Tuesday, November 22, 2005

D-Day Museum Update

I hadn’t checked for a while on the status of the D-Day Museum in New Orleans so I went to their site tonight and found the museum will be reopening on December 3rd. (For those new to this blog, I had been to the museum just a few weeks before Katrina and have been following its fate.)

There was also this undated message that reads, in part:
Dear Friends:

The leadership and staff of The National D-Day Museum mourn the devastating losses suffered by our families, friends, and neighbors in the wake of Hurricane Katrina. We pledge ourselves to extend every effort to join with all who will heal and rebuild our community and our region. The very essence of our educational mission always has been to convey hope and human resolve. Today those values remain vital.

We know that education, culture, and tourism have crucial importance to the rebuilding of New Orleans. Therefore, we intend to reopen our Museum to the public as soon as it is safe and feasible to do so. We are relieved to report that the losses to our facility and collections were limited, but the restoration will require much work.

As we rebuild, we also reaffirm our commitment to continue and complete the expansion of our campus and its programs as planned. This effort, begun last year, will enlarge and enhance our Museum in keeping with its designation by the United States Congress as America’s National World War II Museum.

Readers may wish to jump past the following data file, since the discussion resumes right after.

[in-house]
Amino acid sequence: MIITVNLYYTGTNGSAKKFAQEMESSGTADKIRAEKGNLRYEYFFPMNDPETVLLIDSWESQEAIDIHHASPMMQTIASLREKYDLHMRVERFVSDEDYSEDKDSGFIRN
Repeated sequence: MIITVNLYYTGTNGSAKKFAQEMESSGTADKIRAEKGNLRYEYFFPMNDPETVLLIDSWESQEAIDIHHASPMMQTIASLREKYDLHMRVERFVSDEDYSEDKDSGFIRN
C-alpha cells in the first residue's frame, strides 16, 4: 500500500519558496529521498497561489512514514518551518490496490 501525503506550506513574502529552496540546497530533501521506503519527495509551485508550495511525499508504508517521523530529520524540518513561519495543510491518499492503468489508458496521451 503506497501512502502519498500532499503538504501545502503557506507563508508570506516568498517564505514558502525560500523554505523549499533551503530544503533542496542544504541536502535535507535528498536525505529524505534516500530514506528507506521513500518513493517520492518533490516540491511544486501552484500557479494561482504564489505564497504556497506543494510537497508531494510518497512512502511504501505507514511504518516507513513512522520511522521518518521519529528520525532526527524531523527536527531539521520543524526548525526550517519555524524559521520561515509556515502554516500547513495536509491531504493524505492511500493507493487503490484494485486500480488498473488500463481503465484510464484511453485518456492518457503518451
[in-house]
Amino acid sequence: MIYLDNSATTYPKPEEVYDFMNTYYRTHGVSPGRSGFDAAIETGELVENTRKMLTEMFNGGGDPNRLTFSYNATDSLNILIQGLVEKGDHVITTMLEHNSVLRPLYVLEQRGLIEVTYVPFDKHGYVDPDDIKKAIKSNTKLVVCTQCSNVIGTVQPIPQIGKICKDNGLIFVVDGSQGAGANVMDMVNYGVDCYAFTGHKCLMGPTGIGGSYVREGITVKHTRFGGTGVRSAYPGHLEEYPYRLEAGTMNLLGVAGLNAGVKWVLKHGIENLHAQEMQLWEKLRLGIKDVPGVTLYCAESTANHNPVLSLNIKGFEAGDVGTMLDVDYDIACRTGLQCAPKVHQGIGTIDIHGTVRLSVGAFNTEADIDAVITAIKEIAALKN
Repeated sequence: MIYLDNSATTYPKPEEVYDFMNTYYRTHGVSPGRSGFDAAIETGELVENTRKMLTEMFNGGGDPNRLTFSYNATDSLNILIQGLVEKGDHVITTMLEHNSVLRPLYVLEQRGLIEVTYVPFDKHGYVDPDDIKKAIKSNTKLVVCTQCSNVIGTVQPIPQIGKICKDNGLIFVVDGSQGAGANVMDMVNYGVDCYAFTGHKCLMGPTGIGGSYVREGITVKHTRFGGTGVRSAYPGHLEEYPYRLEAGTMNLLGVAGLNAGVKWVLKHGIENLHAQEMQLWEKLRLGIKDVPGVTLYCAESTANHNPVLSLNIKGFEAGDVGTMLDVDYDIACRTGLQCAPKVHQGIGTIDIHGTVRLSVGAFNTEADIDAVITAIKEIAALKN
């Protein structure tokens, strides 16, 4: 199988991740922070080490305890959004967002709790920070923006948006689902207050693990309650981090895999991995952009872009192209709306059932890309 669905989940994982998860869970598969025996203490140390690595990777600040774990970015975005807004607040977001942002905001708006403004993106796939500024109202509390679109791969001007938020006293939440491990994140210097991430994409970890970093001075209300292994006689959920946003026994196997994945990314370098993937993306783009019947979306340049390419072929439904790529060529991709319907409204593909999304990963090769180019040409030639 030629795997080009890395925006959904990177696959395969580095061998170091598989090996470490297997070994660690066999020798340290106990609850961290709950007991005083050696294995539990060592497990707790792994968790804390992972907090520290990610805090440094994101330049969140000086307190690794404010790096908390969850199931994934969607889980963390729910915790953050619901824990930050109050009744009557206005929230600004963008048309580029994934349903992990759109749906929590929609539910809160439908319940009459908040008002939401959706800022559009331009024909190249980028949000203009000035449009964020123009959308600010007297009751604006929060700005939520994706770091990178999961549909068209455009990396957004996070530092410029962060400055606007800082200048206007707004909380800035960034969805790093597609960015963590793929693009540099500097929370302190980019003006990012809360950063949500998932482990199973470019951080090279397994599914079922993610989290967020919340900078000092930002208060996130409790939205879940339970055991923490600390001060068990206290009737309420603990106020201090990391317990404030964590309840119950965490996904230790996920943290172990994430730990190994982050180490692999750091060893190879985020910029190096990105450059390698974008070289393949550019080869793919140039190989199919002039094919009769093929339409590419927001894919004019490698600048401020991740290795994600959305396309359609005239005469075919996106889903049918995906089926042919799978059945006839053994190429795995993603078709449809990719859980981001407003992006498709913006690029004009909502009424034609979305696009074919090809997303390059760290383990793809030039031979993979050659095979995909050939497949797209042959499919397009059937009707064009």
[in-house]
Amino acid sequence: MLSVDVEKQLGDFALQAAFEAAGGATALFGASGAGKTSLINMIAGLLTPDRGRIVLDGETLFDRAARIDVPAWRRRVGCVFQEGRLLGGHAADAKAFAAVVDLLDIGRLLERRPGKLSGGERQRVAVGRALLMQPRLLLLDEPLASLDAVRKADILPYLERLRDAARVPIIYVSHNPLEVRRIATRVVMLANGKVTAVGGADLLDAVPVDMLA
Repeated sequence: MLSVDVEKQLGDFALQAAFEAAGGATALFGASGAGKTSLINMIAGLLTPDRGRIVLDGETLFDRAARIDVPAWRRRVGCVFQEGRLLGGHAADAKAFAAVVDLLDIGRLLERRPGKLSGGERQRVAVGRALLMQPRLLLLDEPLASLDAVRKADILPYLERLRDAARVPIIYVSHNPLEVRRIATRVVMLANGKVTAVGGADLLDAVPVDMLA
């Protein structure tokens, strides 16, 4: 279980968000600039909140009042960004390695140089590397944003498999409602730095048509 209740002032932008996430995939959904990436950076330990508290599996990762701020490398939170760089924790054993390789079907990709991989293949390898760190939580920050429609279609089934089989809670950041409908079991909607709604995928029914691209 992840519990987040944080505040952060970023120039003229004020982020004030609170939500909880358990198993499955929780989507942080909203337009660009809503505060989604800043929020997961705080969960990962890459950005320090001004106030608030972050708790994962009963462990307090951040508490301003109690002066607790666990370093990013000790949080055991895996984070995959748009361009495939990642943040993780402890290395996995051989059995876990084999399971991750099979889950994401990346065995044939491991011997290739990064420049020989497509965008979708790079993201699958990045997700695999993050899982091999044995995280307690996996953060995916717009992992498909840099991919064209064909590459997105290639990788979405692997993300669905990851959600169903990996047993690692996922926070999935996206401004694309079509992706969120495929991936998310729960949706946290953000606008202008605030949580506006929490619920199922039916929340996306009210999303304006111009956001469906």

So it sounds like there was more damage than I originally guessed. Of course, I can’t tell from the message how much was storm damage and how much was looting. I still say that place isn’t exactly going to be a high priority for looters unless it’s a bunch of history geeks like me (and we’re too shy to loot anyway, or at least we would spend too much time looking at stuff and wind getting busted).

It's also good to see the expansion project is still on (see vision below).

Given the museums location near the downtown business district I figured it would be up and running again soon. Besides New Orleans needs every tourist attraction it can get to facilitate the rebirth of that city.

1 comment:

Anonymous said...

I always wonder if they have any use for the Flag Armband passed down from my Grandfather who landed during Operation Torch. Of course, Torch is pretty much forgotten in the annals of the European conflict.